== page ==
These are John's views - I've reconstructed them best as I can. Mine are different, and I am not American.
Before the war they had all been Democrats. Lincoln had not even run in the South. A Republican in the White House was seen as a man doing his very best to steal their shining stars of dignity, integrity and identity. The war had been about national banks and the control of finances not by men but by Washington, about tariffs and control of their cotton, their lives. It had been about work, a system of hiring and firing driven by pure need, a scrabbling and competition for money and labour under the thumbs and power of luckier men, not necessarily better men. Policies and philosophies had vied then - not the issues but the overarching principles governing them. The South had lost the war, so many good men killed. Abolition had been nothing to the North at first, and now the first causes were almost forgotten save the cry, but not the nature, of States' rights.
Considering himself betrayed, John disowned his father who had, among other sins, joined the Northerners and their punishing courts and impositions. He had in effect run away from home, though he had fought the Klan too, when they had attacked his relatives. He held absolutely to what he himself believed was right, regardless of sides. Part of his code of honour, in this as in all, was active participation; even when he was dying he was intensely involved in political meetings and community projects and service.
He signed up to vote in every election - every one. His listing read, 'John H. Holliday, profession Dentist;' even when he was far beyond a dignified pursuit of this work. One could have tracked him by these simple registrations, state to state, election to election.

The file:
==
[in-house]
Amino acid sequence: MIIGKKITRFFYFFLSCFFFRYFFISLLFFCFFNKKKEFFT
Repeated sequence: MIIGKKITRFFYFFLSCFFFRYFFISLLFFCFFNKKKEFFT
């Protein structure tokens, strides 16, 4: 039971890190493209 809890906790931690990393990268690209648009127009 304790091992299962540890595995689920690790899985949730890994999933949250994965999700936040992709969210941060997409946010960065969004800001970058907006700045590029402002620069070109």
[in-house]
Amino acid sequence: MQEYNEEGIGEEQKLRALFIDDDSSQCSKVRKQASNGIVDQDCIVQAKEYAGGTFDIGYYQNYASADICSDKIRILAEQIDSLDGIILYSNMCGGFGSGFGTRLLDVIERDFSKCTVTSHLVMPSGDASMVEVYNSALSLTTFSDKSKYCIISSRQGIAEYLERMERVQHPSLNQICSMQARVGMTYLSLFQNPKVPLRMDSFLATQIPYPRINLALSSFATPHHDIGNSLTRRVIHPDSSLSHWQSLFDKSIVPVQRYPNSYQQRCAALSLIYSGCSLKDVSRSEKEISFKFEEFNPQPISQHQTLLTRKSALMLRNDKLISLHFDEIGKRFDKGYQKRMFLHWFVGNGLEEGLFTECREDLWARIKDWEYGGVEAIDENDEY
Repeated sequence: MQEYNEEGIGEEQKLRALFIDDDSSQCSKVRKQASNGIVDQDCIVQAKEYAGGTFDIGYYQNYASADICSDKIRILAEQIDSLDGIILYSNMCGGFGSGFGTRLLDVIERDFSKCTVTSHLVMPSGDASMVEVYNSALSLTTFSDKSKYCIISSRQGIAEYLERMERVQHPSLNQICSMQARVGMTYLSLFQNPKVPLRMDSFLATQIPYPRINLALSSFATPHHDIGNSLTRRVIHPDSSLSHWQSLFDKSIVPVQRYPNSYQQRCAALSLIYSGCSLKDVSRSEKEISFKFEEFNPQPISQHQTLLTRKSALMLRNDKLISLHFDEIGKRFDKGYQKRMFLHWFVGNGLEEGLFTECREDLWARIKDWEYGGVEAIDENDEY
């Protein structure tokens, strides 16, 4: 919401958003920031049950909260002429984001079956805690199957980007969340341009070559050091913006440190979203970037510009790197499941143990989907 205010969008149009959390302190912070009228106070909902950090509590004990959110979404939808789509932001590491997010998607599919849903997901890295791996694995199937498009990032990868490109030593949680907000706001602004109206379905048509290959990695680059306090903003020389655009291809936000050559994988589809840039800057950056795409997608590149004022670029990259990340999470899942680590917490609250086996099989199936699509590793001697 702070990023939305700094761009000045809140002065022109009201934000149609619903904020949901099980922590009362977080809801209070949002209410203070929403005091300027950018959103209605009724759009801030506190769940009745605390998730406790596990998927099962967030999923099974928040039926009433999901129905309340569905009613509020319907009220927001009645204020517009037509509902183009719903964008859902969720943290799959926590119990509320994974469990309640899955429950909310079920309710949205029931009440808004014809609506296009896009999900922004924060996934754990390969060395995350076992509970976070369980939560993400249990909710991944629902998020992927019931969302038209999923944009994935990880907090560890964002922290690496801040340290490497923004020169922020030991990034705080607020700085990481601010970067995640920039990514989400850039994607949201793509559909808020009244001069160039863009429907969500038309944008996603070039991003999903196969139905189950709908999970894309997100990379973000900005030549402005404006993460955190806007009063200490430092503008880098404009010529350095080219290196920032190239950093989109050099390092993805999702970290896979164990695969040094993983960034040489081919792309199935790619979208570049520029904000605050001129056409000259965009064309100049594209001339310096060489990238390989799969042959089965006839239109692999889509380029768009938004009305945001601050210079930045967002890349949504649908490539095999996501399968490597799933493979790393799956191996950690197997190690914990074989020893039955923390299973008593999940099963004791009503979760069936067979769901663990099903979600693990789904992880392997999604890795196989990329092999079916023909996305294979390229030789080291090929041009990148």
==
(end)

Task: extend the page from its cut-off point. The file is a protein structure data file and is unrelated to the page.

He had remained a Democrat until he met Wyatt. Then he had fought for politics on a local basis, for politics are also war. They were not just a war of words, but a war for fists and guns, spying and diplomacy, sabotage and betrayal. Then their goal had been to settle the West. John saw himself as a pioneer, creating a country for those who would follow, and threw himself into what he saw as responsibility.
Often - in Dodge, in Tombstone - the Democrats had been the Texans who still fought the war, had turned it to thievery, thinly disguised guerilla actions and a vengeance of threat and chaos. They brought with them a unity of hate and defiance, at once superior and disenfranchised. John should have been one of them - Georgian, an itinerant lawless sporting man, but he was on the wrong side to everyone.
After the war the sides changed. The good men were dead, and the violent and filthy were left to avenge them. And the Republican rearrangement of the smallest details of their lives was so deliberately all-consuming that everyone - everyone
- seemed to have forgotten it had not always been so - that the possibility of each man standing and thinking to determine philosophy and code of policy had once driven the portion of their lives dictated by politics. John nevertheless did his best to build the country that was left.
Name: John H. Holliday, DDS.
Word Count: 529
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